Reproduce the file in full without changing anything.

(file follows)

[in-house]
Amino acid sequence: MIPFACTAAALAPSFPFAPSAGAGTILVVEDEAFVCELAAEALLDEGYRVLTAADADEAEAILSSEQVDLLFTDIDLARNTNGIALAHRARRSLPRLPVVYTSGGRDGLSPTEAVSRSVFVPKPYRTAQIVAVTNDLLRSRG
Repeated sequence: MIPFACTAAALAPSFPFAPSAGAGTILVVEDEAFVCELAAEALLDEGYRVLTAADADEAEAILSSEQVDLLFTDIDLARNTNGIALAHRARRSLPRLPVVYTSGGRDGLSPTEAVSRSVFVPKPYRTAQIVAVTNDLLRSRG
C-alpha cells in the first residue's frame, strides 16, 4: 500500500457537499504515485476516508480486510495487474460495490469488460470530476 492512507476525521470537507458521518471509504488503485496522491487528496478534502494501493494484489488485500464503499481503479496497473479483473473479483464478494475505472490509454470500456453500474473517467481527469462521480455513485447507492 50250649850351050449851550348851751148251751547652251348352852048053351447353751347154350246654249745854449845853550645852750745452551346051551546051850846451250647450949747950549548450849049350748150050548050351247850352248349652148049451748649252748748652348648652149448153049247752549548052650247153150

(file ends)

[in-house]
Amino acid sequence: MIPFACTAAALAPSFPFAPSAGAGTILVVEDEAFVCELAAEALLDEGYRVLTAADADEAEAILSSEQVDLLFTDIDLARNTNGIALAHRARRSLPRLPVVYTSGGRDGLSPTEAVSRSVFVPKPYRTAQIVAVTNDLLRSRG
Repeated sequence: MIPFACTAAALAPSFPFAPSAGAGTILVVEDEAFVCELAAEALLDEGYRVLTAADADEAEAILSSEQVDLLFTDIDLARNTNGIALAHRARRSLPRLPVVYTSGGRDGLSPTEAVSRSVFVPKPYRTAQIVAVTNDLLRSRG
C-alpha cells in the first residue's frame, strides 16, 4: 500500500457537499504515485476516508480486510495487474460495490469488460470530476 492512507476525521470537507458521518471509504488503485496522491487528496478534502494501493494484489488485500464503499481503479496497473479483473473479483464478494475505472490509454470500456453500474473517467481527469462521480455513485447507492 50250649850351050449851550348851751148251751547652251348352852048053351447353751347154350246654249745854449845853550645852750745452551346051551546051850846451250647450949747950549548450849049350748150050548050351247850352248349652148049451748649252748748652348648652149448153049247752549548052650247153150